take a transatlantic cruise on a leaky ship called The
Mayflower, which resulted in something called the Mayflower
Compact which in the next couple of centuries became the
trade name for a brand of flour. Among the evidence
Tumbleweed might have cited to bolster the thesis that West
Texas actually is the site of the first Thanksgiving is the
turkey, which is the centerpiece of most Thanksgiving
pictorial depictions and celebrations.
Because, there are more wild turkeys in most backyards in
Monahans than there are in the whole of New England, I
submit it may well be that Ward County was the site of the
first Thanksgiving. Further, and this is well known, the
Pilgrims were not aware of and still have learned absolutely
nothing about American football. As evidence here, I note
the New England Patriots. I suggest any individual or group
of individuals who have no cognizance of the Theory of
Blind-Sided Quarterbacks could not possibly have been
involved in any kind of legitimate Thanksgiving. This is an
obvious canard, probably given credence by the revisionist
historians who thought George Washington chopped down a
cherry tree and then pleaded guilty to the indictment from
Other areas of the nation besides West Texas have more valid
claim to the site of the first Thanksgiving than the
Pilgrims. The argument here focuses on sweet 'tater pie,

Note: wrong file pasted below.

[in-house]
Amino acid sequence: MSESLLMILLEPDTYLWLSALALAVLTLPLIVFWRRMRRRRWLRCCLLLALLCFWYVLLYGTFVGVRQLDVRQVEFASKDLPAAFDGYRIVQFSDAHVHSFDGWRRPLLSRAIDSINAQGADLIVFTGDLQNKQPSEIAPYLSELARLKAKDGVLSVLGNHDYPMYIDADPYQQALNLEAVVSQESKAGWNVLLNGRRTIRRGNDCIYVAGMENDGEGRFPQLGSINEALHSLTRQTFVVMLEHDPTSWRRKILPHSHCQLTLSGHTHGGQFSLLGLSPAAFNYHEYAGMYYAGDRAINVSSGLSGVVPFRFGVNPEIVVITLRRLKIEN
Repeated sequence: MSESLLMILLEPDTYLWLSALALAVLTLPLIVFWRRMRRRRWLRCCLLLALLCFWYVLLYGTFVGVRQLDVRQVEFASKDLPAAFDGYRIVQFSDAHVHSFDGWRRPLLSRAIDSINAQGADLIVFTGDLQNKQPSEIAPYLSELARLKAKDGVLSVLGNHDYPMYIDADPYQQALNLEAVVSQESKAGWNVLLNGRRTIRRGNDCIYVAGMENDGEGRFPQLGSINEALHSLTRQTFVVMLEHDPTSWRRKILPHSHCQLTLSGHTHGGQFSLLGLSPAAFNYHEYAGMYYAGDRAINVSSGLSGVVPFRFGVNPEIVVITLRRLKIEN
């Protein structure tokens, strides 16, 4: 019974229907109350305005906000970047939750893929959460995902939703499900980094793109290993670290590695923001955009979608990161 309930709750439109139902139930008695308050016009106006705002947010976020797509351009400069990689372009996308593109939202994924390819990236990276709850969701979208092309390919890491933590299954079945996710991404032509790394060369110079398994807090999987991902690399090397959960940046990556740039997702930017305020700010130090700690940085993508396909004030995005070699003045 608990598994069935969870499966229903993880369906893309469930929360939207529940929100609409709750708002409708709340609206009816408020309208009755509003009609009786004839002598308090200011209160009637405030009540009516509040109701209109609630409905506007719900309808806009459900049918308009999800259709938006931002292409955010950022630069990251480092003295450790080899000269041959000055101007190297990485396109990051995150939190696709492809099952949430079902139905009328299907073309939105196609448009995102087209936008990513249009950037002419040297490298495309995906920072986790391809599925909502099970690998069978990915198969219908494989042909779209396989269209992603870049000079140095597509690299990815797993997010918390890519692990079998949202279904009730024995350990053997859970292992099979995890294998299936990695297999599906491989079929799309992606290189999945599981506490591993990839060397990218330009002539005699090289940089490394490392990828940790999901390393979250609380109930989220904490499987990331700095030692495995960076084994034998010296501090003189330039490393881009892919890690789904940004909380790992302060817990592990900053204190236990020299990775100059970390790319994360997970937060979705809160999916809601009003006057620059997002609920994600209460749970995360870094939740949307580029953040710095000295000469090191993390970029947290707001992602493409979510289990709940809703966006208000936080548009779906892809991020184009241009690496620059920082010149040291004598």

which is as much a part of any United States Thanksgiving
feast as turkey and pumpkin pie. We are not sure sweet
'taters (yams) have ever been further North than Baltimore
but they are a major factor in any Thanksgiving Dinner below
the Mason-Dixon Line and not a factor at all above that line.
Letters from the editor
By Steve Patterson
Shortly before dawn on the morning of Sunday, Oct. 26, the
temperature in Ward County dipped to 31 degrees. It remained
below freezing for less than an hour before rising with the
Of a couple of dozen people who entered the First Freeze
Contest, only four people put the magic moment in the month
of October. The winner, however, was the honorable Ward
County Judge Sam Massey with the guess of Oct. 30 at 5:04
The second freeze of the year was on the morning of Oct.
29. These meteorological facts put me in a quandary over how
to award the prizes. After consulting with the Rules
Committee, we concluded that, yes, indeed, we could award
Judge Massey both a one-year subscription and an six-month
Our third place winner, Frank Vallie over in Denver City,